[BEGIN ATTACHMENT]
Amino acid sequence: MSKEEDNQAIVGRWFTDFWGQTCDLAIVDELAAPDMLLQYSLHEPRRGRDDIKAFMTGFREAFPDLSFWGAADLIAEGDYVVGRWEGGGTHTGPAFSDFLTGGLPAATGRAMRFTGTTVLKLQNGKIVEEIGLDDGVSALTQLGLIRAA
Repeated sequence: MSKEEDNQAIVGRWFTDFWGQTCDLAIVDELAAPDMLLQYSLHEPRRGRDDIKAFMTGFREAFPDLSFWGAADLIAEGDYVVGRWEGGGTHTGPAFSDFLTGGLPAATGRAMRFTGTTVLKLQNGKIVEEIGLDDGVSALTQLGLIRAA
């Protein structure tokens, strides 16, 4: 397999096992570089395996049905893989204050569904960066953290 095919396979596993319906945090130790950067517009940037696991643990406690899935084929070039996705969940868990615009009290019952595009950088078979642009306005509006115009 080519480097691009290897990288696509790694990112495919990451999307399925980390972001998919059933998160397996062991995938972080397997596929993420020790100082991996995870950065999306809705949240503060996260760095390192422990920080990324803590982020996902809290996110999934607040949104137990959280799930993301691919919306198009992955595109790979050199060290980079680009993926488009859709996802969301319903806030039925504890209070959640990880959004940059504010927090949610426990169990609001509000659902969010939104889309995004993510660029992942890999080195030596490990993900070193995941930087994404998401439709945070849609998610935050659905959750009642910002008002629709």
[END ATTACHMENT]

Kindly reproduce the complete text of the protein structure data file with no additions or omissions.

Amino acid sequence: MSKEEDNQAIVGRWFTDFWGQTCDLAIVDELAAPDMLLQYSLHEPRRGRDDIKAFMTGFREAFPDLSFWGAADLIAEGDYVVGRWEGGGTHTGPAFSDFLTGGLPAATGRAMRFTGTTVLKLQNGKIVEEIGLDDGVSALTQLGLIRAA
Repeated sequence: MSKEEDNQAIVGRWFTDFWGQTCDLAIVDELAAPDMLLQYSLHEPRRGRDDIKAFMTGFREAFPDLSFWGAADLIAEGDYVVGRWEGGGTHTGPAFSDFLTGGLPAATGRAMRFTGTTVLKLQNGKIVEEIGLDDGVSALTQLGLIRAA
């Protein structure tokens, strides 16, 4: 397999096992570089395996049905893989204050569904960066953290 095919396979596993319906945090130790950067517009940037696991643990406690899935084929070039996705969940868990615009009290019952595009950088078979642009306005509006115009 080519480097691009290897990288696509790694990112495919990451999307399925980390972001998919059933998160397996062991995938972080397997596929993420020790100082991996995870950065999306809705949240503060996260760095390192422990920080990324803590982020996902809290996110999934607040949104137990959280799930993301691919919306198009992955595109790979050199060290980079680009993926488009859709996802969301319903806030039925504890209070959640990880959004940059504010927090949610426990169990609001509000659902969010939104889309995004993510660029992942890999080195030596490990993900070193995941930087994404998401439709945070849609998610935050659905959750009642910002008002629709």